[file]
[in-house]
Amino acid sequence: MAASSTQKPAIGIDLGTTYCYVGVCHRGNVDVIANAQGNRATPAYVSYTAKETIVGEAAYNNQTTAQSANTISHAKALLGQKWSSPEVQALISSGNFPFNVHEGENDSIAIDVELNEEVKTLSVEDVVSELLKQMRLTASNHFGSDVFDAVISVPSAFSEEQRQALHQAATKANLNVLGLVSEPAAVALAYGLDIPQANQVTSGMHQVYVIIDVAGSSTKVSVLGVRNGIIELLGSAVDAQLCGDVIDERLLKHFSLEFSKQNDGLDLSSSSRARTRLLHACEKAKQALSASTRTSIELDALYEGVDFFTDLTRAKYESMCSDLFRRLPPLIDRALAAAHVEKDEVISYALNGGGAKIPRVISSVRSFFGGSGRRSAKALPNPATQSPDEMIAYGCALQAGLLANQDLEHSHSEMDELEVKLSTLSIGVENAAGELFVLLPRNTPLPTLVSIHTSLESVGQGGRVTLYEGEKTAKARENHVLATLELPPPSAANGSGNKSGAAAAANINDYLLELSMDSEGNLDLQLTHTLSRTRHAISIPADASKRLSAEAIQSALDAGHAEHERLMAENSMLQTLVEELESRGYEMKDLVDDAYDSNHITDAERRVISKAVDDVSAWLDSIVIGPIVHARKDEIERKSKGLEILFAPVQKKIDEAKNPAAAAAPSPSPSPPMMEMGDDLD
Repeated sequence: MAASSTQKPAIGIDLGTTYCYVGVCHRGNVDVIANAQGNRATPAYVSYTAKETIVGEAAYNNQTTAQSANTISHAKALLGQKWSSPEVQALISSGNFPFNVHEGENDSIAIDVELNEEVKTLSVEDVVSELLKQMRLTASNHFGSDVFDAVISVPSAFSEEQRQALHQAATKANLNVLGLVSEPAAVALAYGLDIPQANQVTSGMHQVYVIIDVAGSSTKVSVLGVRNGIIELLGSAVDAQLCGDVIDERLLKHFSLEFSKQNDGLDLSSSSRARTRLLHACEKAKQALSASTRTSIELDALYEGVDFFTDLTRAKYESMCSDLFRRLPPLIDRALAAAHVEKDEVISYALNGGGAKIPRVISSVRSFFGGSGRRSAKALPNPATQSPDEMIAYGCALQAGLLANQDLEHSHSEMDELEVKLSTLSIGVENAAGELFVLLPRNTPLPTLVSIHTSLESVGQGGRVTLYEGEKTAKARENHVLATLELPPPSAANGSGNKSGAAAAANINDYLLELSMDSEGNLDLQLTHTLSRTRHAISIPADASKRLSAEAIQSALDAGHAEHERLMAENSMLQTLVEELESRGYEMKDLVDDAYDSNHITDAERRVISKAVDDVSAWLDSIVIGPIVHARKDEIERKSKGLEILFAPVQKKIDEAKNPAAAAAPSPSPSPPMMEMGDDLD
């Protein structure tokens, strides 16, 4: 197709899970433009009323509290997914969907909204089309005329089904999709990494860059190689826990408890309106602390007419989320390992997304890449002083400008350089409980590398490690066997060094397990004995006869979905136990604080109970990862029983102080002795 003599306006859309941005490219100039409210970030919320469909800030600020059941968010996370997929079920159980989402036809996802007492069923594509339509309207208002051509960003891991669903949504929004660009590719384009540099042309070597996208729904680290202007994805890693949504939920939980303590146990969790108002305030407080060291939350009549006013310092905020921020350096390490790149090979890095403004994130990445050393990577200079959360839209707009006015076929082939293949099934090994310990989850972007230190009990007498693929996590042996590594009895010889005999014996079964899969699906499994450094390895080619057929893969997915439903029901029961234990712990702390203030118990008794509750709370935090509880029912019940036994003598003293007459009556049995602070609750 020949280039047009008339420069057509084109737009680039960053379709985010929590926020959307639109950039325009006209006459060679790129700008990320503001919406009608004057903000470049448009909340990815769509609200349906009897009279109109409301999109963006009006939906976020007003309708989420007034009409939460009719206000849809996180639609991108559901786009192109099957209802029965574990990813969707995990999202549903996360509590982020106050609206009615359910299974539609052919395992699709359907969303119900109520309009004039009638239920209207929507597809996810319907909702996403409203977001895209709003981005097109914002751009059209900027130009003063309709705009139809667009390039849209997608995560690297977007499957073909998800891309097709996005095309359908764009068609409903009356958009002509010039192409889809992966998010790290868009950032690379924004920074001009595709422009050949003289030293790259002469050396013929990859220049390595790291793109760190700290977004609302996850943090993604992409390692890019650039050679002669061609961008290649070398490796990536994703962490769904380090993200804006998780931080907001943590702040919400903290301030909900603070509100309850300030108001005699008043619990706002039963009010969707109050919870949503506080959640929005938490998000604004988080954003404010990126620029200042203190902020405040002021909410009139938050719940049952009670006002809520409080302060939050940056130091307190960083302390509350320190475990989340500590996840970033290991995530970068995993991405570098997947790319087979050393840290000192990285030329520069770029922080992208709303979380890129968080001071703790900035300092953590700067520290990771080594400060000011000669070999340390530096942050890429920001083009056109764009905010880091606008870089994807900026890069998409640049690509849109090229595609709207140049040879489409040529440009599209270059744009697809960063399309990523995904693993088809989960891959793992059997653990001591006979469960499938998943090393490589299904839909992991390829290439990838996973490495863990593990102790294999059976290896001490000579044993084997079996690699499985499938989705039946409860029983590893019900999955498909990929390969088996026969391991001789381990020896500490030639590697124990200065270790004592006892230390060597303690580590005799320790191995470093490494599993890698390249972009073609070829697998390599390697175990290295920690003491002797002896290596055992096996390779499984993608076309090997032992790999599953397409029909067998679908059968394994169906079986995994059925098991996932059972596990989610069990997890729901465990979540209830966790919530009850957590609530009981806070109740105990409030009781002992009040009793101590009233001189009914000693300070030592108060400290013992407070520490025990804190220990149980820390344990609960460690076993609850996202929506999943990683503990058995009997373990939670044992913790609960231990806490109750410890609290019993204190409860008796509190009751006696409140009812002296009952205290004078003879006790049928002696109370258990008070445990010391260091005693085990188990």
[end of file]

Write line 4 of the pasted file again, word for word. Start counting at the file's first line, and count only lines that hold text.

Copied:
């Protein structure tokens, strides 16, 4: 197709899970433009009323509290997914969907909204089309005329089904999709990494860059190689826990408890309106602390007419989320390992997304890449002083400008350089409980590398490690066997060094397990004995006869979905136990604080109970990862029983102080002795 003599306006859309941005490219100039409210970030919320469909800030600020059941968010996370997929079920159980989402036809996802007492069923594509339509309207208002051509960003891991669903949504929004660009590719384009540099042309070597996208729904680290202007994805890693949504939920939980303590146990969790108002305030407080060291939350009549006013310092905020921020350096390490790149090979890095403004994130990445050393990577200079959360839209707009006015076929082939293949099934090994310990989850972007230190009990007498693929996590042996590594009895010889005999014996079964899969699906499994450094390895080619057929893969997915439903029901029961234990712990702390203030118990008794509750709370935090509880029912019940036994003598003293007459009556049995602070609750 020949280039047009008339420069057509084109737009680039960053379709985010929590926020959307639109950039325009006209006459060679790129700008990320503001919406009608004057903000470049448009909340990815769509609200349906009897009279109109409301999109963006009006939906976020007003309708989420007034009409939460009719206000849809996180639609991108559901786009192109099957209802029965574990990813969707995990999202549903996360509590982020106050609206009615359910299974539609052919395992699709359907969303119900109520309009004039009638239920209207929507597809996810319907909702996403409203977001895209709003981005097109914002751009059209900027130009003063309709705009139809667009390039849209997608995560690297977007499957073909998800891309097709996005095309359908764009068609409903009356958009002509010039192409889809992966998010790290868009950032690379924004920074001009595709422009050949003289030293790259002469050396013929990859220049390595790291793109760190700290977004609302996850943090993604992409390692890019650039050679002669061609961008290649070398490796990536994703962490769904380090993200804006998780931080907001943590702040919400903290301030909900603070509100309850300030108001005699008043619990706002039963009010969707109050919870949503506080959640929005938490998000604004988080954003404010990126620029200042203190902020405040002021909410009139938050719940049952009670006002809520409080302060939050940056130091307190960083302390509350320190475990989340500590996840970033290991995530970068995993991405570098997947790319087979050393840290000192990285030329520069770029922080992208709303979380890129968080001071703790900035300092953590700067520290990771080594400060000011000669070999340390530096942050890429920001083009056109764009905010880091606008870089994807900026890069998409640049690509849109090229595609709207140049040879489409040529440009599209270059744009697809960063399309990523995904693993088809989960891959793992059997653990001591006979469960499938998943090393490589299904839909992991390829290439990838996973490495863990593990102790294999059976290896001490000579044993084997079996690699499985499938989705039946409860029983590893019900999955498909990929390969088996026969391991001789381990020896500490030639590697124990200065270790004592006892230390060597303690580590005799320790191995470093490494599993890698390249972009073609070829697998390599390697175990290295920690003491002797002896290596055992096996390779499984993608076309090997032992790999599953397409029909067998679908059968394994169906079986995994059925098991996932059972596990989610069990997890729901465990979540209830966790919530009850957590609530009981806070109740105990409030009781002992009040009793101590009233001189009914000693300070030592108060400290013992407070520490025990804190220990149980820390344990609960460690076993609850996202929506999943990683503990058995009997373990939670044992913790609960231990806490109750410890609290019993204190409860008796509190009751006696409140009812002296009952205290004078003879006790049928002696109370258990008070445990010391260091005693085990188990």